Mizzou’s offense comes out cold against Western Kentucky

Text by Peter Terpstra

Photos by Karl Roskamp

Western Kentucky’s Emily Rousseau (right) high fives teammate Preslie Cruce after winning game one, 1-0 on April 24, 2013 at University Field in Columbia.

Western Kentucky’s Emily Rousseau (right) high fives teammate Preslie Cruce after winning game one, 1-0 on April 24, 2013 at University Field in Columbia.On Wednesday, coach Ehren Earleywine did not have to worry about pitching when he chose not to send Chelsea Thomas to the circle.

On Wednesday, coach Ehren Earleywine did not have to worry about pitching when he chose not to send Chelsea Thomas to the circle.

Instead, he worried about the offense—or lack there of.

No. 12 Missouri dropped the first game of a doubleheader against the Western Kentucky 1-0. Missouri then grabbed the second game of the afternoon 7-1 using a pitching combination of Nicole Hudson and Lindsey Muller. Throughout the two games, Missouri’s offense would mirror the state’s weather for the month of April: unseasonably cold with brief glimmers of warmth.

“[I’m] extremely frustrated with our hitters. No adjustments, they just continued to get jammed batter after batter after batter,” Earleywine said.

Missouri’s first at bats in game one would prove to be deceptive. The Tigers started off the game with bases loaded and no outs thanks to Emily Crane and Hudson walks along with a Jenna Marston single.

That would be the closest the Tigers got to a run for the entire first game.

“If you would have told us at the beginning of the day that they [Missouri pitchers] would have held [Western Kentucky] to a total of two runs over 14 innings, we would have said we would have won both games easily.” catcher Jenna Marston said. “That’s on us as hitters.”

Angela Randazzo would ground into a fielder’s choice at home plate later in the inning. Missouri would leave the bases loaded with a Kelsea Roth strikeout and a Mackenzie Sykes ground out leaving both teams without a run.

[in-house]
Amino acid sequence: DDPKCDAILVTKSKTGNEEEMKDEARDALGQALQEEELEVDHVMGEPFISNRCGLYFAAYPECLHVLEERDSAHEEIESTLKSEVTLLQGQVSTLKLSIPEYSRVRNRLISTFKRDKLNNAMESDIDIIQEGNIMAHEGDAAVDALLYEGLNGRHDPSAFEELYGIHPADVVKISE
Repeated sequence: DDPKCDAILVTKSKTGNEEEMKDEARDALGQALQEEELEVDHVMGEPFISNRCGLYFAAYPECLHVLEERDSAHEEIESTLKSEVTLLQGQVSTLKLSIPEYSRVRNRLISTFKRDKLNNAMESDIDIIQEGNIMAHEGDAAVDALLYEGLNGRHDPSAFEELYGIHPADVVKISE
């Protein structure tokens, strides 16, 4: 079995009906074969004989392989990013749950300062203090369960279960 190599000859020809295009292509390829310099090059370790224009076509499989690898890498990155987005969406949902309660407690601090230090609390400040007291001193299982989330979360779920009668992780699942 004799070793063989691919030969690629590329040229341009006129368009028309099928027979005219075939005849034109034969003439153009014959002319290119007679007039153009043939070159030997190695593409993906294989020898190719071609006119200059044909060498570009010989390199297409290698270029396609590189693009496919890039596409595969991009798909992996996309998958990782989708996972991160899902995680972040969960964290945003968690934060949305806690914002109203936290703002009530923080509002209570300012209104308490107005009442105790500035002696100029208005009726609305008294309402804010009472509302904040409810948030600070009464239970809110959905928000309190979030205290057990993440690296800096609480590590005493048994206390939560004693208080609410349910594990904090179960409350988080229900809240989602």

Roth would continue to struggle throughout game one, going hitless with two strikeouts.

Missouri gave up the only run of the game in the second inning on a Randazzo throwing error to first base. Western Kentucky’s Kelsie Mattox would score on the error giving the Lady Hilltoppers a 1-0 lead.

“It was just one of those days.” Hudson said. “It was just kind of yucky softball all around. I just think we have to up our concentration this weekend.”

The Tigers would threaten again in the fifth inning on a two-out rally. With the bases loaded, Western Kentucky pitcher Emily Rousseau would draw a fly out to right field from Sykes to end the inning. Rousseau went seven innings giving up four hits and pitching three strikeouts.

“She’s (Rousseau) a good pitcher.” Marston said. “She was changing speeds and hitting location. I thought her ball was moving pretty well today. She kept it out of the middle of the plate.”

Missouri would leave nine runners on base in the first game.

Earleywine would walk away after the second game being critical of the team’s plate discipline, even after the Tigers outscored Western Kentucky by six runs.

“I’m hopeful that it’s just an enthusiasm thing.” Earleywine said. “You go from LSU where there’s 3,000 people roaring and it’s a conference game to a windy, cold game, midweek double header against Western Kentucky.”

Western Kentucky pitchers Janna Scheff and Mallorie Sulaski would combine for nine walks in game two, leading to offensive rallies in the fifth and sixth innings. After picking up a run in both the first and second innings, Missouri would receive five walks in a row in the fifth inning to increase the Tigers’ lead to four.

Marston scored on a seventh-inning double by Sykes. That double was followed by a Carlie Rose single, scoring two more runs in the same inning.

Hudson would combine for eight innings pitched, giving up five hits and no earned runs over the two games. Muller would follow suit, combining for six innings pitched, giving up four hits and one earned run over the course of the double header.

“I woke up this morning just worried sick about our pitching. And we gave up [two] runs in 14 innings. I couldn’t be more proud of Nicole and Lindsey with the job that they did,” Earleywine said.

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